I could have been the perfect poster child. Brought to the United States from Ecuador at four years old, I learned English within nine months and became one of the first undocumented students to be accepted at Harvard, and one of the first in a doctorate program at Yale. I was grateful for DACA—the Deferred Action for Childhood Arrivals executive order that President Obama signed in 2012. It provided renewable two-year reprieves for undocumented youth in which we would be able to receive work permits and, for the first time, legally work, drive, fly. We have contributed to the economy—rising wages mean higher tax revenue. Seventy-two percent of the top twenty-five Fortune 500 companies employ DACA recipients. Ninety-seven percent of us are currently in school or employed.
But I never identified as a Dreamer, which is what undocumented youth often call themselves and are often called. I couldn’t associate myself with a movement that asked for my legal recognition on the basis of my innocence, an innocence that depended on the culpability of my parents—that I was brought here when I was too young to know better. My parents brought me to New York, but I constructed my world out of nothing, just like they did. When I turned 18, I chose to stay. It is my migration, too. I have never felt comfortable arguing that I am somehow more deserving of a dignified life than my father because I got a high SAT score. (And I did, unlike Jared Kushner, fellow Harvard man, get a high SAT score.)
This week, the Trump Administration is likely to make a decision on whether or not to terminate DACA. Ten Republican states’ attorneys’ general have threatened to sue the government if they do not terminate DACA by September 5th. The President, though he has admitted to having a soft spot for Dreamers—in his inimitable tone, he has called us “incredible kids,” while also calling us “gang members” and “drug members”—is reported to be considering ending it. If he does not end it, he may have to fight his attorney general, Jeff Sessions, who opposes the program, in court.
Some of his advisers, however—namely Ivanka, Kushner, and John Kelly—are urging him to keep DACA on the books and use it in exchange for legislation that seeks increased funding for private ICE detention centers, the famous border wall, and nationally mandating E-Verify, which would compel businesses to check their workers’ immigration status, and be fined if they don’t fire the undocumented. It is a devil’s bargain: will the lives of 800,000 immigrant youth be spared in exchange for those of their parents and elders?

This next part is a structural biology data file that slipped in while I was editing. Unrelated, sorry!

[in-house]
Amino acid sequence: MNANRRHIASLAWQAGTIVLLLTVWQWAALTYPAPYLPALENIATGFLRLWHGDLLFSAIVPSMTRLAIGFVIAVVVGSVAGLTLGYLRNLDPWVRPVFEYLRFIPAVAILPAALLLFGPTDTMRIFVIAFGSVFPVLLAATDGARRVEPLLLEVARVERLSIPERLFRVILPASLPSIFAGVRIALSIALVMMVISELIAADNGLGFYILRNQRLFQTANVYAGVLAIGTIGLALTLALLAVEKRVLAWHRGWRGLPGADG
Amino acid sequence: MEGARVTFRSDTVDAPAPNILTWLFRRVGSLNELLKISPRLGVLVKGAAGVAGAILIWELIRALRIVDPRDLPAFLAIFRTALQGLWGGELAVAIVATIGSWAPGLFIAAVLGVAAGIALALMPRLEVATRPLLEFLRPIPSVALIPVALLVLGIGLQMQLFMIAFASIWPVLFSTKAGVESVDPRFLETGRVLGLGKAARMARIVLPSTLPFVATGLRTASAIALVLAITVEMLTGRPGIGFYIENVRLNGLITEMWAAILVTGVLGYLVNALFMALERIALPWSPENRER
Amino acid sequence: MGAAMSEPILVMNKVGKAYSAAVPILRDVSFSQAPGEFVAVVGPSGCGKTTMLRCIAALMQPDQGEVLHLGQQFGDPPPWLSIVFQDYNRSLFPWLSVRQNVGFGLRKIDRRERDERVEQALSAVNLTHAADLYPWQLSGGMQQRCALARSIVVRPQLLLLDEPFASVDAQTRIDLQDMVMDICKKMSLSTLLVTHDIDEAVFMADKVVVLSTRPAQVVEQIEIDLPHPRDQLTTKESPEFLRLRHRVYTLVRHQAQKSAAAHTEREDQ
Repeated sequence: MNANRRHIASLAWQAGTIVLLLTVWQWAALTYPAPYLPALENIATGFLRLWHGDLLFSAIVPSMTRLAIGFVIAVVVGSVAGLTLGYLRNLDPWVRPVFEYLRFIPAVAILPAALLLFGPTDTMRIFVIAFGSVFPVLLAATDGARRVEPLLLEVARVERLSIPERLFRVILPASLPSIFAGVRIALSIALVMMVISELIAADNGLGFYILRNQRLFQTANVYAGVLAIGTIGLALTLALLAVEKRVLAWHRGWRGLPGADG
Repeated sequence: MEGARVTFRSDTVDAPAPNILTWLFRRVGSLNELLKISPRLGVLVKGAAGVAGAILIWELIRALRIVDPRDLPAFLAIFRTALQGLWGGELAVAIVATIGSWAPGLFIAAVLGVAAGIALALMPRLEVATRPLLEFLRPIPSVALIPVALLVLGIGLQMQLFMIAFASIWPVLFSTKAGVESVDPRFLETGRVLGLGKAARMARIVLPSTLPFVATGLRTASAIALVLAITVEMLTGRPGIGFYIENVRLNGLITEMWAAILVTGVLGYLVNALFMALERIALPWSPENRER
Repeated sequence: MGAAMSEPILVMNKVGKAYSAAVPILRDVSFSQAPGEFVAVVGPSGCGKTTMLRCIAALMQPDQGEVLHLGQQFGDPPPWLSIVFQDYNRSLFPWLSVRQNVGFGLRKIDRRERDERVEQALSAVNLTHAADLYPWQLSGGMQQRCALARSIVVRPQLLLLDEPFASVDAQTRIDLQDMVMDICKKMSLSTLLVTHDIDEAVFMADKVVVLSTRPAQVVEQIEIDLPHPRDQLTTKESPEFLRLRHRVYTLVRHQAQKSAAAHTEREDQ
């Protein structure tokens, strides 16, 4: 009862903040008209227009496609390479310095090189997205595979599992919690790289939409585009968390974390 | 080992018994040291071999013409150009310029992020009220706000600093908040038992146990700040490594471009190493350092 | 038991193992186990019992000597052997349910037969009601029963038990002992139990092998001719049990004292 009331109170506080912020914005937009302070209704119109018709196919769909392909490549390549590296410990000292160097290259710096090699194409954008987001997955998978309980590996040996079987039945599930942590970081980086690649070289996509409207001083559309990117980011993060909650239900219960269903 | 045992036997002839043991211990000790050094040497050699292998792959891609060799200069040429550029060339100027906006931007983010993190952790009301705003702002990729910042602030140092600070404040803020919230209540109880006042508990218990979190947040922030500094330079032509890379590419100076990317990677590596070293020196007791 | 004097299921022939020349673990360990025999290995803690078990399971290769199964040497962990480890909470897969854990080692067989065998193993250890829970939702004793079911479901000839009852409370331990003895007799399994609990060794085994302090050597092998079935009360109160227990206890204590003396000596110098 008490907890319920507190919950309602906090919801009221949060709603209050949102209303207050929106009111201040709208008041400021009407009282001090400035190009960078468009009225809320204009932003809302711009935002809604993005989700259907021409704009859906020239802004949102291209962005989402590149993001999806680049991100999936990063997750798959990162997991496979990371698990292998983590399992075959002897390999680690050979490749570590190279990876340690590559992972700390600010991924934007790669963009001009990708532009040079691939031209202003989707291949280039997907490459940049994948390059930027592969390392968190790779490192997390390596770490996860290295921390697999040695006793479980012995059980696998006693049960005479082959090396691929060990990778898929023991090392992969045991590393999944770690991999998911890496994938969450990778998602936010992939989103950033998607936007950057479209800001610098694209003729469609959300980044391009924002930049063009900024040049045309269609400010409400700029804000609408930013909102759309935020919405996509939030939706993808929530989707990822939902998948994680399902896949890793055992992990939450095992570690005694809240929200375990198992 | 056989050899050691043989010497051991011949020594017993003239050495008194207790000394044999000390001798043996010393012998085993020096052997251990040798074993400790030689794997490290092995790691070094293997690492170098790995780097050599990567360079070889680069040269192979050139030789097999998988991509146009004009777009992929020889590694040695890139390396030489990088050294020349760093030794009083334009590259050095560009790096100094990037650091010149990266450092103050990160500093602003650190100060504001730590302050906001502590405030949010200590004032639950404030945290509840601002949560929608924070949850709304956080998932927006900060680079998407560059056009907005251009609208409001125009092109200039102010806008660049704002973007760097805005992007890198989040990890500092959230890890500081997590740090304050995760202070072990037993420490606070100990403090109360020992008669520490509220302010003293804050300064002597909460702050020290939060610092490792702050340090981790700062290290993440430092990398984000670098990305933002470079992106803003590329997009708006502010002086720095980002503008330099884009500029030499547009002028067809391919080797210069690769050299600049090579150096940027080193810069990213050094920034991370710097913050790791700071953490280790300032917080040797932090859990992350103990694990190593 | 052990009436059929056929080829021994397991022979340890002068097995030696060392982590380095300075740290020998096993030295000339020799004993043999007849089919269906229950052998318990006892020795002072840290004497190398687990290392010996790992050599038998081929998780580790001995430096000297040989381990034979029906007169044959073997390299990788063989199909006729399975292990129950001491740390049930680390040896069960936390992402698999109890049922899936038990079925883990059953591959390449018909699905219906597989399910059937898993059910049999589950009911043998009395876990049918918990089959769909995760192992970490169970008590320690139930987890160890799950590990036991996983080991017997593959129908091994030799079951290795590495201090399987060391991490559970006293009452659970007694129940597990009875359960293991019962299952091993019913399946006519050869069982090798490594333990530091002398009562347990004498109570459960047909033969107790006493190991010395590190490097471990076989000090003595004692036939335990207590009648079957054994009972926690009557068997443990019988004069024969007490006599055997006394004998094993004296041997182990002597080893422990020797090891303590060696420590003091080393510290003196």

This is the logical conclusion of the Dreamer rhetoric in the hands of a madman. Last night, I did not sleep, praying to a God I am not sure exists that DACA not be repealed, that hundreds of thousands of young people’s lives not end with the flick of a pen, but not at that price. My ex-therapist’s father wrote Sophie’s Choice, and I wondered if he would have understood. For the past few weeks, I have had nightmares of ICE badges, swastikas, and sudden death befalling my parents, and since the opposite of a nightmare is a dream, I wondered if I had at last become a Dreamer, hoping for something pure apart from the filth, praying to God to appeal to the better angels of a man I do not respect.
The accomplished young people who crowd our sympathies in the political theater are Americans, and we deserve legal recognition. In lieu of comprehensive legislation, DACA is our best recourse. But we did not come from nothing, Athenas born in full armor. We were raised by men and women who spilled sweat and sometimes blood for us, and I defy you to find a Dreamer who does not owe to their elders their lives and the work ethic you so admire. To use us as collateral against them is psychological torture, cruel and unusual, and it will destroy our communities.
One way or the other, such is the end goal of the Republican party. The administration’s decision on DACA is expected this week. Our parents will be watching, and so will we. As Caliban said to Prospero, in a text we read in our American schools, “You taught me language, and my profit on it is I know how to curse.”
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